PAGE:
Finally some time to follow up on this.
Charles, a listener, and James did experiments where they brewed the same beer with a 10 min, 30 min and 60 min mash. This was sparked by Chris Colby's comments on an earlier show that indicated that with modern malts a mash converts in as little as 10-15 min and that we don't need to mash for 60 min.
The result was that 10 min is way to short to mash. The efficiency of this batch suffered greatly. Interestingly enough it resulted in the highest attenuation in Charle's experiments but due to the lower efficiency the total amount of fermentable sugars produced was lower than for the other two mashes. Taste wise, Charle's 10 min mash beer tasted the worst. It was rather thin despite having had an OG of 1.063. The others tasted better and I don't remember if the 30 or 60 min mash beer ended up being the best.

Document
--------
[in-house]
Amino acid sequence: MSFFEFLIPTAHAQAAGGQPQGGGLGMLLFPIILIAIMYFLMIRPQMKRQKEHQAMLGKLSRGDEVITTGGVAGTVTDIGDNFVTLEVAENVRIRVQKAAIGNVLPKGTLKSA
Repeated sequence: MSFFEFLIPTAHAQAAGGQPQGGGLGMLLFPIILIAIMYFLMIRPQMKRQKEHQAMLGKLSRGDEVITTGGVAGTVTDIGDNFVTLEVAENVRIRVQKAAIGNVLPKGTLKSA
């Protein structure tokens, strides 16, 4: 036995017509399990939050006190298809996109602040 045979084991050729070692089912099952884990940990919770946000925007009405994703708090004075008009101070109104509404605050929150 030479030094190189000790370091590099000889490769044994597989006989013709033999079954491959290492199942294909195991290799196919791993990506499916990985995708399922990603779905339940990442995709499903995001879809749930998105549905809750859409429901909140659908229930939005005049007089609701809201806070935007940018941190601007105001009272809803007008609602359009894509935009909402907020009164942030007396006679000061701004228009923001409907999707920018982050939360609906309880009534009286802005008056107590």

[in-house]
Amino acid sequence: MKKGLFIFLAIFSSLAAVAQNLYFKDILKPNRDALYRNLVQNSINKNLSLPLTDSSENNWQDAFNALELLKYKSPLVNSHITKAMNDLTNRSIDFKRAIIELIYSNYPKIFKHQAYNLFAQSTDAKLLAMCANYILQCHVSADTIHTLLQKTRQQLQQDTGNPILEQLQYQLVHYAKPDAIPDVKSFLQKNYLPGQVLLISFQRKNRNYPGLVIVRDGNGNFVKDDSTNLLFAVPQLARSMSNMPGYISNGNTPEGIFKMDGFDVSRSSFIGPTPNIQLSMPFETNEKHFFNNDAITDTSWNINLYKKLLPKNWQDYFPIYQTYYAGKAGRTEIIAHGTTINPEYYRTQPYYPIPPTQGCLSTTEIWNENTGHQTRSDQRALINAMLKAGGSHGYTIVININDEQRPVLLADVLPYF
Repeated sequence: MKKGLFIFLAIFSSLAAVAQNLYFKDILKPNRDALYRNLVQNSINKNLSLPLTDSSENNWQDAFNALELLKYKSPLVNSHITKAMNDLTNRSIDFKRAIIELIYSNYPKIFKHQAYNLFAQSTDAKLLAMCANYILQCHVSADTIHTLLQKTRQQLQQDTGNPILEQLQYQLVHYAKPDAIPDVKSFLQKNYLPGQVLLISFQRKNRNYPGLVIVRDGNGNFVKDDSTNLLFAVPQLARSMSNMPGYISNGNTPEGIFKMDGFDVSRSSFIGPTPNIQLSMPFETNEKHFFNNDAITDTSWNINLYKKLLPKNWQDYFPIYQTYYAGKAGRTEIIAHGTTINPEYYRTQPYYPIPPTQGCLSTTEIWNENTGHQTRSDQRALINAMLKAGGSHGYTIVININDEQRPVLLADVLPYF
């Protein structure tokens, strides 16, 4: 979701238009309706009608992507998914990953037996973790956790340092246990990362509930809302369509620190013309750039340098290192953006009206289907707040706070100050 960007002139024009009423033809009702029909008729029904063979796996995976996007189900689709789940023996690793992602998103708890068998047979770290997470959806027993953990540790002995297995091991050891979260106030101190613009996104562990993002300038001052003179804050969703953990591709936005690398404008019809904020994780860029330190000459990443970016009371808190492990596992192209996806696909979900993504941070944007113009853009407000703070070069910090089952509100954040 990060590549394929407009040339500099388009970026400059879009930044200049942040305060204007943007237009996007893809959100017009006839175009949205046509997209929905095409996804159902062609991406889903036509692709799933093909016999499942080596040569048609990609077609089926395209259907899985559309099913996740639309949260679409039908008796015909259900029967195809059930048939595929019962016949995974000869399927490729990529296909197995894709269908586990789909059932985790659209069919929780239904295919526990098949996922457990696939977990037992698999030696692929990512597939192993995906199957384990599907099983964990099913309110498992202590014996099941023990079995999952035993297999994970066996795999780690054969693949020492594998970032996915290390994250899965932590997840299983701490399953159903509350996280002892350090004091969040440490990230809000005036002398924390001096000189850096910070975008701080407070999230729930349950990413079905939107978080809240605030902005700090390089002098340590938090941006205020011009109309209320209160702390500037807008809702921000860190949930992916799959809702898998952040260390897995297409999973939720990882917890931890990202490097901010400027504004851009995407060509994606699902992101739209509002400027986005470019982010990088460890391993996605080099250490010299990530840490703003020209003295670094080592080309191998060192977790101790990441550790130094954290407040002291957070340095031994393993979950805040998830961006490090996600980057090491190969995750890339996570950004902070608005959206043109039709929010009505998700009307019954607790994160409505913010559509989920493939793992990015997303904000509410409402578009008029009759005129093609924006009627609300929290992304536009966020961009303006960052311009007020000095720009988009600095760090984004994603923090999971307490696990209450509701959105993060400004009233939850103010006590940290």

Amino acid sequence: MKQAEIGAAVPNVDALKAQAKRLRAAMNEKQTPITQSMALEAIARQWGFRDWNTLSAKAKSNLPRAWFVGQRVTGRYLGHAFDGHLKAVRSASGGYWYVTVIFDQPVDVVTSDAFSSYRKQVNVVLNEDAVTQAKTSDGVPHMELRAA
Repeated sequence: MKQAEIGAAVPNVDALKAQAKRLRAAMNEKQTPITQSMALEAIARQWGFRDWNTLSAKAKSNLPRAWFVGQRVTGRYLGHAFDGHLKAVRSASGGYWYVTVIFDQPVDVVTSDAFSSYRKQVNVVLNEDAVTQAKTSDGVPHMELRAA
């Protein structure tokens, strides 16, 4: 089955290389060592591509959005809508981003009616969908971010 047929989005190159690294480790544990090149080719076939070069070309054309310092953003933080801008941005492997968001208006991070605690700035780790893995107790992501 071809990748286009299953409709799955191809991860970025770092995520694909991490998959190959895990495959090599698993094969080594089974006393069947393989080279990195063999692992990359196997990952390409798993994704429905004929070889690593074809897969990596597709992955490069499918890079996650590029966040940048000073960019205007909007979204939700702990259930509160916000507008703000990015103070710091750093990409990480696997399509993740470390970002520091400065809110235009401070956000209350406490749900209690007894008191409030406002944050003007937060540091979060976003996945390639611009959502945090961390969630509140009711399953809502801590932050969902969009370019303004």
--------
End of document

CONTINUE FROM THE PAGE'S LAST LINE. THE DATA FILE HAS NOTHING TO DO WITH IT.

I don't remember if James made drinkable beers or if he simply used bread yeast to test the wort fermentability.
The conclusion is that even though todays malts are said to convert in 10-15 min (which is a number that comes from a lab test) sufficiently long mashing times are needed to achieve the desired attenuation, efficiency and flavor profile of the beer. Even a negative iodine test
doesn't mean that mashing is complete.